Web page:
Credit utilization is a major factor in your credit score calculations. It gets calculated by dividing your total credit card balances by your total credit limit. Lenders want to see that you are only using a small amount of your available credit because it shows that you can responsibly use and manage your credit. A high utilization rate could indicate you are struggling financially and may be a riskier borrower.

Experts recommend keeping your credit utilization rate below 30%, though the lower, the better. Generally, I like to keep my utilization below 10 to 15%. Having multiple credit cards could help your credit utilization rate by increasing your overall credit limit and thus decreasing your credit utilization (as long as your spending stays the same).

For example, if you have a credit card with a $3,000 limit and you make $2,000 of purchases on it every month, your credit utilization ratio is ~66.67%. However, if you have two credit cards — one with a $3,000 limit and the other with a $4,000 limit — your utilization ratio becomes ~28.57%. That puts you right under the recommended 30%!

Payment History

Your payment history makes up a significant chunk of your credit score. A good payment history will help improve your credit score, while a bad payment history can damage your credit and make it difficult to get approved for new loans or lines of credit. In other words, paying your balances off on time every month is weighted more than how many credit cards you have. If you have too many accounts and can’t pay off your debts, that will get reported to the credit bureaus and reflect poorly on your credit history.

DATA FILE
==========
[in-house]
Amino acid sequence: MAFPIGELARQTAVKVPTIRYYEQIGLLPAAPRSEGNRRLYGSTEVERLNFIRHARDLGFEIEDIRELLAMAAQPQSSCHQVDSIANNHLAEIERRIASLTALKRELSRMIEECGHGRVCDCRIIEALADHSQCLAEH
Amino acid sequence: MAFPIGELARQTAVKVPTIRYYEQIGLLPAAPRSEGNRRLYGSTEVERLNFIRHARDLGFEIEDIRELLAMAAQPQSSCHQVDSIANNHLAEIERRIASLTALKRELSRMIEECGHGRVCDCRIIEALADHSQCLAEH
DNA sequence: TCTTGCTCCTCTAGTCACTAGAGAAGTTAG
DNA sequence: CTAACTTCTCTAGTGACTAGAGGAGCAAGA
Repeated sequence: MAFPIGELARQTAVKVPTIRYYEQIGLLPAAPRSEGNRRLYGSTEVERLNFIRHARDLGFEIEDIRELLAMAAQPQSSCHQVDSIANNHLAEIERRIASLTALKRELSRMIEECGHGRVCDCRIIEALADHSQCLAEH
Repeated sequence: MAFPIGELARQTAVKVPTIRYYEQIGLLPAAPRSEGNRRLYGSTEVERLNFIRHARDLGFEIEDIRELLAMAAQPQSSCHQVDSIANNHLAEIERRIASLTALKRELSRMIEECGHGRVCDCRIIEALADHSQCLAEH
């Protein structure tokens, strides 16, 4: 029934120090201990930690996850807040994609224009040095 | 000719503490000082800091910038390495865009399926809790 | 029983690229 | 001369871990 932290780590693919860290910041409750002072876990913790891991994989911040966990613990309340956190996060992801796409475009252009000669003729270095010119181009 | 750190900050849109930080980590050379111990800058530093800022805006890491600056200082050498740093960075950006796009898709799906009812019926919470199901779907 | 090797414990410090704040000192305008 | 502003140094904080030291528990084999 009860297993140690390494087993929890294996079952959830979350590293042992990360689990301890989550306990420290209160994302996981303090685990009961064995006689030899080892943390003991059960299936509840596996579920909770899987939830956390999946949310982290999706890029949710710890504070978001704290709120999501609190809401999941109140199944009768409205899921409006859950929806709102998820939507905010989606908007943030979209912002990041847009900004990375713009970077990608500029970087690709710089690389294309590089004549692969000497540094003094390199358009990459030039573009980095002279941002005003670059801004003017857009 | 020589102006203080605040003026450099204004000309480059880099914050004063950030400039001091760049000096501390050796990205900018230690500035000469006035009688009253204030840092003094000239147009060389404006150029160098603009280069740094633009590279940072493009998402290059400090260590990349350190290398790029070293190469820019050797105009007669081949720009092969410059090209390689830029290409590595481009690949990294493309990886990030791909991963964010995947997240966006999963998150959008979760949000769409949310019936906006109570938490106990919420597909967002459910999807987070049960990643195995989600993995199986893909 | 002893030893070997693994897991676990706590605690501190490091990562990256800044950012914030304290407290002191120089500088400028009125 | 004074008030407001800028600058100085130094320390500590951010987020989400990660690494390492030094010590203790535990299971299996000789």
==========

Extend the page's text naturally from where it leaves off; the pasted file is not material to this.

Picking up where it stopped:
Length of Credit History

Your credit history is a record of how you have repaid your debts in the past. Lenders use this information to decide whether to give you a loan and what terms to approve you for. The longer your credit history, the better.

The length of your credit history gets calculated by the average age of all the cards you own. It can be affected by many things, such as late payments, defaults, or bankruptcy. If you have a stable credit history, it shows that you are responsible with money and are likely to repay your debts on time. That makes lenders more likely to give you a loan and may result in lower interest rates.

                                                             Factors Behind Credit Score Calculation
Factors Behind Credit Score Calculation

Different Cards Have Different Benefits

Credit cards are not created equal. Some cards offer robust travel perks or rewards programs, while others have low interest rates or no annual fees. By getting multiple cards, you can access different reward structures that best suit your lifestyle. Examples of the types of credit cards you can open include:

Cash Back Cards